University of Florida College of Pharmacy researchers disclosed that they have discovered a safer and more effective anticancer drug. The new treatment would target leukemia, lymphoma, and breast and lung cancers. Known as DT2216, it affects a protein (called B-cell lymphoma extra-large), which grows malignant cells and strengthens their resistance to treatment. An inhibitor of this protein already exists, but it causes a drop in blood platelets, raising the risk of bleeding. Due to these concerns, the U.S. Food and Drug Administration didn’t approve the drug, and researchers are on the hunt for alternatives.
The New Drug
UF researchers developed the new BCL-XL targeting anticancer drug using a technology that relies on PROTACs, small molecules that rather than merely suppressing cancer-promoting proteins, help cells break them down. Consequently, more potent results ensue against a variety of human tumor cells supported by BCL-XL, yet were less toxic to platelets, unlike previous drugs.
The Preclinical Research
The UF team demonstrated in mathematical and mouse models that DT2216 suppressed growth of several tumors—including T-cell acute lymphoblastic leukemia and drug-resistant breast and small cell lung cancers—on its own and in combination with other drugs, without significantly lowering blood platelet count. The UF team will need to conduct further research before they are able to file an investigatory new drug (IND) application in order to conduct clinical trials on humans.
Daohong Zhou, MD, professor of pharmacodynamics in the UF College of Pharmacy and the Henry E. Innes Professorship of Cancer Research at the UF Health Cancer Center. noted, “We are fascinated by our findings because this was a first-of-its-kind study presenting a novel strategy to reduce the toxicity of an antitumor drug using PROTAC technology.” Dr. Zhou also serves at the UF Cancer Center’s associate director for translation and drug development.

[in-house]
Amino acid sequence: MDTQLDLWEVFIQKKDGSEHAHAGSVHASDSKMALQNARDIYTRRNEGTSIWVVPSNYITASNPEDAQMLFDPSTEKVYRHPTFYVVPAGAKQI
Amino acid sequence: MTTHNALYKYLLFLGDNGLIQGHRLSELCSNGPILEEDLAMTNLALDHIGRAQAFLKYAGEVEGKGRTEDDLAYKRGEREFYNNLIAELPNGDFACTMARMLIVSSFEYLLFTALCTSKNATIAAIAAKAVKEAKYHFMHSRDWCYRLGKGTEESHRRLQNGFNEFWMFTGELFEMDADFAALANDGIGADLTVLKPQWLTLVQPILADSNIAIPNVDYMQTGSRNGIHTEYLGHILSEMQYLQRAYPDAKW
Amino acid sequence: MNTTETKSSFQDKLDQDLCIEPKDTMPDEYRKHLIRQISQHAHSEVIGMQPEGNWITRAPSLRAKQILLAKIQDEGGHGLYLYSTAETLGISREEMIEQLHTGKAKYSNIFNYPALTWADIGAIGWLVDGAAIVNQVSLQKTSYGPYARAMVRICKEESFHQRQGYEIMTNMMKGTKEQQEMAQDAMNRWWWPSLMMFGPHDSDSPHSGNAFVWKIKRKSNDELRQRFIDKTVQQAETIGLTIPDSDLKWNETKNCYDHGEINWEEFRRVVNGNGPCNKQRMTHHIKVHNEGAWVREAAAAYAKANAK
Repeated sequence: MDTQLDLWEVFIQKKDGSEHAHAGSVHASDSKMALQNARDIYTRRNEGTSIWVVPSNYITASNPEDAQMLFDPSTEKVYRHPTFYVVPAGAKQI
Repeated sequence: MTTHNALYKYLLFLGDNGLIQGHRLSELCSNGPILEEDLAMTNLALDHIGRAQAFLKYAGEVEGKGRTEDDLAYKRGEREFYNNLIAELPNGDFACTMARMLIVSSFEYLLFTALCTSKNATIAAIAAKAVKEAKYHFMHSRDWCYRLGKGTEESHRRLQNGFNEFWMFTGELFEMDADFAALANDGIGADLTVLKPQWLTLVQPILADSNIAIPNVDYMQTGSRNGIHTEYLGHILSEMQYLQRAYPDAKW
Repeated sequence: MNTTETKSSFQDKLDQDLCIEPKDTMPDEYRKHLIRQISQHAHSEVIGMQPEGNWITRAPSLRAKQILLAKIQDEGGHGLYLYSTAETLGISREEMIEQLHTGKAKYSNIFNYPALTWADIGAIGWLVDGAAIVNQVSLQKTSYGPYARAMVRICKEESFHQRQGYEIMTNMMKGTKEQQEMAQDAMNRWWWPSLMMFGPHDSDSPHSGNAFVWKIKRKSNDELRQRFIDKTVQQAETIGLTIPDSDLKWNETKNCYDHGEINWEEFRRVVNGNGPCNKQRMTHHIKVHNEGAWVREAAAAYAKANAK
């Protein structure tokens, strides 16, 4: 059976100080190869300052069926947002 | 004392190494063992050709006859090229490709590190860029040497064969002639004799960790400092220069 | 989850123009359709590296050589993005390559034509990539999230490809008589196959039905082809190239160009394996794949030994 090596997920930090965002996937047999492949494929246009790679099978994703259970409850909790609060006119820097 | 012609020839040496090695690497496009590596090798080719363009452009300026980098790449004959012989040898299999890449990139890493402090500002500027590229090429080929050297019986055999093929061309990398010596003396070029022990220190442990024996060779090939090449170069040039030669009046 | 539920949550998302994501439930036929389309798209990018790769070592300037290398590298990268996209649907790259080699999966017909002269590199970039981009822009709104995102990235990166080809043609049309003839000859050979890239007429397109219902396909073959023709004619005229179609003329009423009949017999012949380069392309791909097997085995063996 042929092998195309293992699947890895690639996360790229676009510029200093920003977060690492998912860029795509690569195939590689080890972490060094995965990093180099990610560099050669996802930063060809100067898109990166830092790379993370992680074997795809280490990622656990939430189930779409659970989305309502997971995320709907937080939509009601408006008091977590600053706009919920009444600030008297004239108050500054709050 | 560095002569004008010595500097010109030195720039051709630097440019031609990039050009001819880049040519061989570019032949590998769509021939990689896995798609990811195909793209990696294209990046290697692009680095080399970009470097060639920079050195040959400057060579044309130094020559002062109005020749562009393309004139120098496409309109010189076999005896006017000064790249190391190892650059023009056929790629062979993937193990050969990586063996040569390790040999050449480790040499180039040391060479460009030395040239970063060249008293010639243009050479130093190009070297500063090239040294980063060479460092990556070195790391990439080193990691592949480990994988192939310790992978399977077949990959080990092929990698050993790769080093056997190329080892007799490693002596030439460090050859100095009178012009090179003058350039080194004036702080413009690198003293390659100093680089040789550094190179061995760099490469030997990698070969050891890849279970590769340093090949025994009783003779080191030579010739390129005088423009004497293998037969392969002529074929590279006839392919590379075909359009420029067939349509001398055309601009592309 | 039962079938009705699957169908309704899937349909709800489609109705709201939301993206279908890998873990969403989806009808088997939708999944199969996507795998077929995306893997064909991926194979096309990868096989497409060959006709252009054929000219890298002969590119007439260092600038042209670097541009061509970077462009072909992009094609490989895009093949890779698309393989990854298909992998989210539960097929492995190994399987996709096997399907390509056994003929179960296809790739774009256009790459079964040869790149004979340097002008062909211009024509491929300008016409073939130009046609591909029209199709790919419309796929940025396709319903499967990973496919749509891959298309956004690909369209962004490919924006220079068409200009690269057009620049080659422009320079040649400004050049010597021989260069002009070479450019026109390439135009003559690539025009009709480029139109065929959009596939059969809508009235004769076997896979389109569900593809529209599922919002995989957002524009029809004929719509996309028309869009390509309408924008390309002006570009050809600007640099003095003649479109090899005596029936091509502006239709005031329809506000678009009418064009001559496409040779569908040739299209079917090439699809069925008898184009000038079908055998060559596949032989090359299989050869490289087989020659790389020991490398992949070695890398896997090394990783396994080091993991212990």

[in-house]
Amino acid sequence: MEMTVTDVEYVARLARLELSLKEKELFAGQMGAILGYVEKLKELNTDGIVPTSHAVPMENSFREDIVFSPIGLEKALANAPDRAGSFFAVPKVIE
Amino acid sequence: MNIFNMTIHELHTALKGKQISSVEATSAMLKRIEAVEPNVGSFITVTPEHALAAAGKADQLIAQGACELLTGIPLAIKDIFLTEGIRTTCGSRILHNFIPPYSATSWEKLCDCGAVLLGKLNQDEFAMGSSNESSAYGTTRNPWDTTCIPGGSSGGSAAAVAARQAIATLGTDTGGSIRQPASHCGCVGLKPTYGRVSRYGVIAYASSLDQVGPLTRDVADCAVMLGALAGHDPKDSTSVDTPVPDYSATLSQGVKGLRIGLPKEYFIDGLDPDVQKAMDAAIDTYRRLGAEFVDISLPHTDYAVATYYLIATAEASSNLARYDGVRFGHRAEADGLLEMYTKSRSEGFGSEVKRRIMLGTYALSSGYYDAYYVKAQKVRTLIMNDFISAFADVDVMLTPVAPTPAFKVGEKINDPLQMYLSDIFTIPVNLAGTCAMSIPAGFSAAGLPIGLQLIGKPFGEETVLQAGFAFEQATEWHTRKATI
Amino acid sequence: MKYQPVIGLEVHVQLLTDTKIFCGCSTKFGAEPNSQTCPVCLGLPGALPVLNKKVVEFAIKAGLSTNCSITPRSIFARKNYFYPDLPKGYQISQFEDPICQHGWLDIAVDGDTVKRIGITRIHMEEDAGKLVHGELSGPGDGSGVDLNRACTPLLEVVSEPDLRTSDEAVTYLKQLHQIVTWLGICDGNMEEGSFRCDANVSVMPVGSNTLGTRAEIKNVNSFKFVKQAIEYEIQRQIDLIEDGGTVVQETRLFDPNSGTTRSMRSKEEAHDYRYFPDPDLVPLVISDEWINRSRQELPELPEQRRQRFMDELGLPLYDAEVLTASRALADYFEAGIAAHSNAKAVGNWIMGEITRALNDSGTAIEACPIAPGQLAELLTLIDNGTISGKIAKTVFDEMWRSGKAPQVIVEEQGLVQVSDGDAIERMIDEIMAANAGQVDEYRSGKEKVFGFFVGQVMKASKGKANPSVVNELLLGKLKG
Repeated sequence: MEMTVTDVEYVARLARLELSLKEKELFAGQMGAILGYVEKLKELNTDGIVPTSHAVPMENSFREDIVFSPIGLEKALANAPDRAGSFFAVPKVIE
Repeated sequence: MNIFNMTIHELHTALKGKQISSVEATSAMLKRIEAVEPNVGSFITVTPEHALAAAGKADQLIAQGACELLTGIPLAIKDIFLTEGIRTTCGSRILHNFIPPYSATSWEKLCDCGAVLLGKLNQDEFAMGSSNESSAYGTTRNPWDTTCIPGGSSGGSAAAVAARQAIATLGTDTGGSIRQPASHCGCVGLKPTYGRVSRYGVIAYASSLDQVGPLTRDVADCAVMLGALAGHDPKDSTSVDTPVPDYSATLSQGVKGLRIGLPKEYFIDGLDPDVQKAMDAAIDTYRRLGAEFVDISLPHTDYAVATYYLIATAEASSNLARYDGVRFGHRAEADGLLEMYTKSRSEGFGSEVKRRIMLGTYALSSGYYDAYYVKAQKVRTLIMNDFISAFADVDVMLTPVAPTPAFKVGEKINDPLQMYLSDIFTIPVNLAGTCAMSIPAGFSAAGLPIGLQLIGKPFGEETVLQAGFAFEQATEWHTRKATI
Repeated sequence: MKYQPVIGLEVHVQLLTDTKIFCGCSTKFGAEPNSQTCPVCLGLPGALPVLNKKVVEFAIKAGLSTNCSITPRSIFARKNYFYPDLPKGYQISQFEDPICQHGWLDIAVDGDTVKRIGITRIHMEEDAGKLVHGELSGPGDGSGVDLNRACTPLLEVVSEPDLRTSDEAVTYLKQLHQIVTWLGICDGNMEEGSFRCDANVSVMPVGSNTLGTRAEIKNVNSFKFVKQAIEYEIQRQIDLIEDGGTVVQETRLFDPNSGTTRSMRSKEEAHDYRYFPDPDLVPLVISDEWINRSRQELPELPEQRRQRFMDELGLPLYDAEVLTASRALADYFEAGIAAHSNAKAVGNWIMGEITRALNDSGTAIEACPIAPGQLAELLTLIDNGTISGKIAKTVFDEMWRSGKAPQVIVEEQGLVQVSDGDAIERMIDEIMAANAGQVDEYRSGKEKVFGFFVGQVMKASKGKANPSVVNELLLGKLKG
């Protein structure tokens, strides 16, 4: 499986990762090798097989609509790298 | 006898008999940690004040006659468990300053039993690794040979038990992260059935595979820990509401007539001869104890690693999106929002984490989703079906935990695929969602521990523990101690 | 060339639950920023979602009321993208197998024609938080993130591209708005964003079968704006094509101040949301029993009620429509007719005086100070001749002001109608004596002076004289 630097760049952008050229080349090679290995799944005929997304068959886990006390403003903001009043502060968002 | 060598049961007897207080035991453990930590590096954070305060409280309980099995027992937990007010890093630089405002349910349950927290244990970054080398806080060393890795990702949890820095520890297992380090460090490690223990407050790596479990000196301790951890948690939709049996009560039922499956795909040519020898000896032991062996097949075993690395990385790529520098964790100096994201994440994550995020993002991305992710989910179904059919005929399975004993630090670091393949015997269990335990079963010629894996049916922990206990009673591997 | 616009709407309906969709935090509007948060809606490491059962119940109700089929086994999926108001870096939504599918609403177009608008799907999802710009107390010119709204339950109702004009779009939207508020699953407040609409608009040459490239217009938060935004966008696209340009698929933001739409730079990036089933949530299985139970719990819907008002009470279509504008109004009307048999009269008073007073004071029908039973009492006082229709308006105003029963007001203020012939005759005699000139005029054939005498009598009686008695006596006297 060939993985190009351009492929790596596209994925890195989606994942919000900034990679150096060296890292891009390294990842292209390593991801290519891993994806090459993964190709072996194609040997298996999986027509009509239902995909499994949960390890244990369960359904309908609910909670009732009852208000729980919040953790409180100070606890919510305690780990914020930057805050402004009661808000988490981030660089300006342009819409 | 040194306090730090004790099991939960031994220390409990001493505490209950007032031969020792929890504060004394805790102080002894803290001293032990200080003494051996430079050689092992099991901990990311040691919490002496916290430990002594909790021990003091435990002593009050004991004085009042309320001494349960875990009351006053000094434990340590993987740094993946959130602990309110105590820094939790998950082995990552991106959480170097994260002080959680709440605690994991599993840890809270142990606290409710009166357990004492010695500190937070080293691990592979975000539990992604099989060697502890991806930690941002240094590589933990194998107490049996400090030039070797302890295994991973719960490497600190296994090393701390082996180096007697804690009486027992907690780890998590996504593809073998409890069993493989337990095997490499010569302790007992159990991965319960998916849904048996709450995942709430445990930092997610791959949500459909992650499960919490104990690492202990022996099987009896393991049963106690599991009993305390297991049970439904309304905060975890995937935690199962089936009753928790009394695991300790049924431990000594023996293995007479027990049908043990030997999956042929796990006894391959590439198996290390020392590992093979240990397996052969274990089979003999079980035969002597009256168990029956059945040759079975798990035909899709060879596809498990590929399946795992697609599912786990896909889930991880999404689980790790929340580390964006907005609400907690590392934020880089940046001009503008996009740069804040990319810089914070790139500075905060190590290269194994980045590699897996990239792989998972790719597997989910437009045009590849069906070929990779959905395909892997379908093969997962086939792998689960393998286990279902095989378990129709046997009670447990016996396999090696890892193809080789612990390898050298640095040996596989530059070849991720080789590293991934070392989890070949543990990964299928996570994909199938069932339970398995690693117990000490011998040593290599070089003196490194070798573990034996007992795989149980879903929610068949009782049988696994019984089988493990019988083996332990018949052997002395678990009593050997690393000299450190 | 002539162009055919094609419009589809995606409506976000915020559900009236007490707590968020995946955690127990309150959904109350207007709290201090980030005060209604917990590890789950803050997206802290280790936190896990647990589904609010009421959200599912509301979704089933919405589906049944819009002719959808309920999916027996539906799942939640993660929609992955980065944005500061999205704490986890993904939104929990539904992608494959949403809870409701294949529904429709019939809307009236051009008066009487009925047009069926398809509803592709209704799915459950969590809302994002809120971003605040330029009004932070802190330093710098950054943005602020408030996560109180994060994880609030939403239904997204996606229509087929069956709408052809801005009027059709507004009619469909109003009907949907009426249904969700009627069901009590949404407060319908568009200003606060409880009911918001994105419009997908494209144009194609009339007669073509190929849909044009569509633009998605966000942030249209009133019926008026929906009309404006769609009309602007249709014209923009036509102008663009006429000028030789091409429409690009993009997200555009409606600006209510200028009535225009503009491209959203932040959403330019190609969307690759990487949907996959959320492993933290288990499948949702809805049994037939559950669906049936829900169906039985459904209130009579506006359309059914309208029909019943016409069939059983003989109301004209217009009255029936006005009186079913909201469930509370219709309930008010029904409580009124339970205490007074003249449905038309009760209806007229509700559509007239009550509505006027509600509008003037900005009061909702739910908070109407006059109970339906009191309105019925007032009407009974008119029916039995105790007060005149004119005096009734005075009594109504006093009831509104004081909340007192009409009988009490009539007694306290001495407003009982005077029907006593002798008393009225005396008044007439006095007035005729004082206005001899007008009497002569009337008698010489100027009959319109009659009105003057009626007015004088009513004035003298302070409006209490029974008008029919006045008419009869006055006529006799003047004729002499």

Guangrong Zheng, PhD, associate professor of medicinal chemistry, UF College of Pharmacy, reported, “These findings support the potential of DT2216 to be developed as a first-in-class BCL-XL-targeting antitumor agent.”
Daohong Zhou, MD, professor of pharmacodynamics in the UF College of Pharmacy and the Henry E. Innes Professorship of Cancer Research at the UF Health Cancer Center
Guangrong Zheng, PhD, associate professor of medicinal chemistry, UF College of Pharmacy
The study was supported by a multidisciplinary research team from the University of Florida, the University of Texas M.D. Anderson Cancer Center, Columbia University, Children’s Hospital Los Angeles, and the University of Texas at San Antonio. The team brought together their diverse research expertise in cellular and molecular biology, drug discovery and development, medicinal chemistry, hematology, and bioinformatics.
Call to Action: Interested in learning more about this innovative new early stage drug? Dr. Zhou can be reached at this email.